The second is to have a mix of trials looking at different populations. Post-hospital patients are almost definitely at higher risk of problems like clots or scarring than those that were never admitted. Prevention is always better than treatment, so therapies aimed early in the disease course are important. The community patients who are living with persistent problems may need different trials.

What happens next?

The good news is that a lot of funding is being released to point at the problem, even if we don't yet know the best areas to focus on. Another positive is that big trials like the vaccine studies and the Recovery trial (the world's biggest clinical trial to identify treatments for people hospitalised with COVID), have shown we can do big trials at pace and scale.

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From RTÉ One News, concerns over long-Covid as more younger people hospitalised

Unfortunately, the current funding system is competitive, lacks co-ordination and doesn't really reward collaboration. These big trials were the exceptions, not the rule. So we need pressure on funders and researchers to do things differently.

In the UK, we have set up an early example of the sort of trials we think we need, called Heal-COVID. It already has around 100 centres in the UK involved and puts into practice some of the ideas above. If you had told me before the pandemic that this type of trial could be set up in weeks, I would not have taken you seriously.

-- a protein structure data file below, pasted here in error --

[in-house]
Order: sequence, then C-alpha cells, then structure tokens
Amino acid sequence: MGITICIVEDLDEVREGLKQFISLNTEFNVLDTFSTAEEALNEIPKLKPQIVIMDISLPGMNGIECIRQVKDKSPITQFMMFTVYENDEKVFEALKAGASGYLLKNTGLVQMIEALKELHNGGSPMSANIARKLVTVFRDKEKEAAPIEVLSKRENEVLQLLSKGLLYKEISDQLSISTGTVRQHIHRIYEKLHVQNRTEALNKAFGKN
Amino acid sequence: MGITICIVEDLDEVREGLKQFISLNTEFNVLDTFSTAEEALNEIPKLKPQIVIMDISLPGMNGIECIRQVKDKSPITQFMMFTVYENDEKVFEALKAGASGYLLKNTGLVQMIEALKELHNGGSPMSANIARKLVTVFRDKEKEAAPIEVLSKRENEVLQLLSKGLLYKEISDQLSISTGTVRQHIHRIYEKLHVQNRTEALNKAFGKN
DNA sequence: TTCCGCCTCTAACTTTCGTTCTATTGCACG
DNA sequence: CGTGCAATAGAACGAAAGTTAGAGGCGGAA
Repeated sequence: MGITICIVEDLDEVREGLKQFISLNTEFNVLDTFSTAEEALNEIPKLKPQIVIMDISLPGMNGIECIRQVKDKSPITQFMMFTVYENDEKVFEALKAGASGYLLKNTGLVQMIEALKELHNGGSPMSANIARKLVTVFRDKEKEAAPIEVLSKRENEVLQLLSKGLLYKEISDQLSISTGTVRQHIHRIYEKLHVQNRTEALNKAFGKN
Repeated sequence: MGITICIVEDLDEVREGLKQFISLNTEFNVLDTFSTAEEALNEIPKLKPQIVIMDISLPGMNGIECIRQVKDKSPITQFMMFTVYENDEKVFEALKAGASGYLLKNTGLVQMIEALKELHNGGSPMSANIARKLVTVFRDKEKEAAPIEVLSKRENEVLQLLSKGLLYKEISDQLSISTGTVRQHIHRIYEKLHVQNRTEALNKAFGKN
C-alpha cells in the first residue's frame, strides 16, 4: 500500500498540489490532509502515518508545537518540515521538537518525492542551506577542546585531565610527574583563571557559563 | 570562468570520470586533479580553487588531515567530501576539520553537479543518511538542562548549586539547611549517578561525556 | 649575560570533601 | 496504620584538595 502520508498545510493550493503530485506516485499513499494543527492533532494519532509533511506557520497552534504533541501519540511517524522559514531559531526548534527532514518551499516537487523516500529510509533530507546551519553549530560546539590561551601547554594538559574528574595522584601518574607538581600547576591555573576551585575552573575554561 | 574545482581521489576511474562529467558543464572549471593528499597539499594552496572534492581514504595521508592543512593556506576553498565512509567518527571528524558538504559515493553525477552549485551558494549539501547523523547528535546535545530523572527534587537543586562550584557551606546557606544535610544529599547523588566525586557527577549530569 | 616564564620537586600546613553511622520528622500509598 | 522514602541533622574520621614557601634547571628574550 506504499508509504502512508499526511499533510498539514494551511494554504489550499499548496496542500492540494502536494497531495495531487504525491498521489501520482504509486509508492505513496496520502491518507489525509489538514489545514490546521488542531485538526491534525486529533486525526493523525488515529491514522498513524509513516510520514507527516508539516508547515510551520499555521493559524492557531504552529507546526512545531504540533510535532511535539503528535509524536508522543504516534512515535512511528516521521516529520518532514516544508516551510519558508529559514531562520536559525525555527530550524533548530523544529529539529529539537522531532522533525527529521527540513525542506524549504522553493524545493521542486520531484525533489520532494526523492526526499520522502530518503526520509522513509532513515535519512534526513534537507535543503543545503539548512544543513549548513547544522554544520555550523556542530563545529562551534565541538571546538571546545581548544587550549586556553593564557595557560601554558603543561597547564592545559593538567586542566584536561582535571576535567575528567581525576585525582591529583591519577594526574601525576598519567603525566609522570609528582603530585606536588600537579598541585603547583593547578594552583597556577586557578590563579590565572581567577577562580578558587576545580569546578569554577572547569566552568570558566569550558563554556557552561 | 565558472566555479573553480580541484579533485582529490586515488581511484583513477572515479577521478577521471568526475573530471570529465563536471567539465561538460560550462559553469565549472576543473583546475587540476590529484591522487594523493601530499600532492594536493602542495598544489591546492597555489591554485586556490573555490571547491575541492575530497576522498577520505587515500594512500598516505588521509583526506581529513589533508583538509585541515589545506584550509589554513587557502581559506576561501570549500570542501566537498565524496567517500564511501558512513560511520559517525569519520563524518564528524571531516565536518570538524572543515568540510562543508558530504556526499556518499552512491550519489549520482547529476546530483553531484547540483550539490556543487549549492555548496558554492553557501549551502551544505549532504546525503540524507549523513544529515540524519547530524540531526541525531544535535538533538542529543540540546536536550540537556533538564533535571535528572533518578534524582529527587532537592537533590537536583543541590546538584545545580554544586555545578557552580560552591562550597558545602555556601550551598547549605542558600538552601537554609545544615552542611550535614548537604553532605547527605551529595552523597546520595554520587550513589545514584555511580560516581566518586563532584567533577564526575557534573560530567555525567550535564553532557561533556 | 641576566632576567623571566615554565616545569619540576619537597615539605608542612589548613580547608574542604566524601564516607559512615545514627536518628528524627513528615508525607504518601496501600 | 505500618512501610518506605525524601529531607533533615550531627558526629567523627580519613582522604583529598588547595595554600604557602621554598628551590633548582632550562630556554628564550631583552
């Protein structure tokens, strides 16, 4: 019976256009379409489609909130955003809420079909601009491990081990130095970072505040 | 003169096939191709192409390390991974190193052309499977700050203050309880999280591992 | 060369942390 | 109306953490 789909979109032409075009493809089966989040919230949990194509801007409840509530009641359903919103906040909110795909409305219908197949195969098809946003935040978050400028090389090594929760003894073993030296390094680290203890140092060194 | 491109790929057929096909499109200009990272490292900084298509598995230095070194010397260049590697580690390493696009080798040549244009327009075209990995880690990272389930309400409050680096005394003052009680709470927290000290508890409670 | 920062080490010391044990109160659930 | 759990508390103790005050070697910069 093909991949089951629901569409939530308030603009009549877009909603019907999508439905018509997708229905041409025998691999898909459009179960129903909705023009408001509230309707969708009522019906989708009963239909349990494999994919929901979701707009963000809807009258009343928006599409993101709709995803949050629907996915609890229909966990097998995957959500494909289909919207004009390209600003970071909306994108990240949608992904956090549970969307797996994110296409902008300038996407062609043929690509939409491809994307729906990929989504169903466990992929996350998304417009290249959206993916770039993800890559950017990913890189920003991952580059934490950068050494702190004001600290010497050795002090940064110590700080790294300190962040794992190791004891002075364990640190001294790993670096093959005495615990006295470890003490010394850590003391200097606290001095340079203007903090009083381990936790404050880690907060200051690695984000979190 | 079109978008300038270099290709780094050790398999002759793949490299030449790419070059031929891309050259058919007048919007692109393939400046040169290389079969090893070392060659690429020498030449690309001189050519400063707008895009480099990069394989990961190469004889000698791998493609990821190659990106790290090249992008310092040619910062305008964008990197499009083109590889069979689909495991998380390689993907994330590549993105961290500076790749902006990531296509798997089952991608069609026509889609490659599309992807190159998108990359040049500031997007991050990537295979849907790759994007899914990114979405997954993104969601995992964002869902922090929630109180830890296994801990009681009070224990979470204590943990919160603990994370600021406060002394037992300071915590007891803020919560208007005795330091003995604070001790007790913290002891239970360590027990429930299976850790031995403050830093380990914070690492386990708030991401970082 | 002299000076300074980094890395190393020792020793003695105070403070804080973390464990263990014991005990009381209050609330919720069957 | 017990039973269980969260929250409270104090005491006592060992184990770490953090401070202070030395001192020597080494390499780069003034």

Despite this, the long-term nature of the problems mean it will be months before trials start to report and we need to explain to the public why. There are a lot of people out there desperate for something/anything and this will be fertile ground for charlatans and opportunists. So in the meantime, if patients are going to experiment they must always ask who benefits, make sure the treatments are at least safe, and take heart that a lot of patients are still on a journey of improvement. There remains hope.The Conversation

Mark Toshner is a Lecturer in Translational Respiratory Medicine at the University of Cambridge. This article was originally published by The Conversation.


The views expressed here are those of the author and do not represent or reflect the views of RTÉ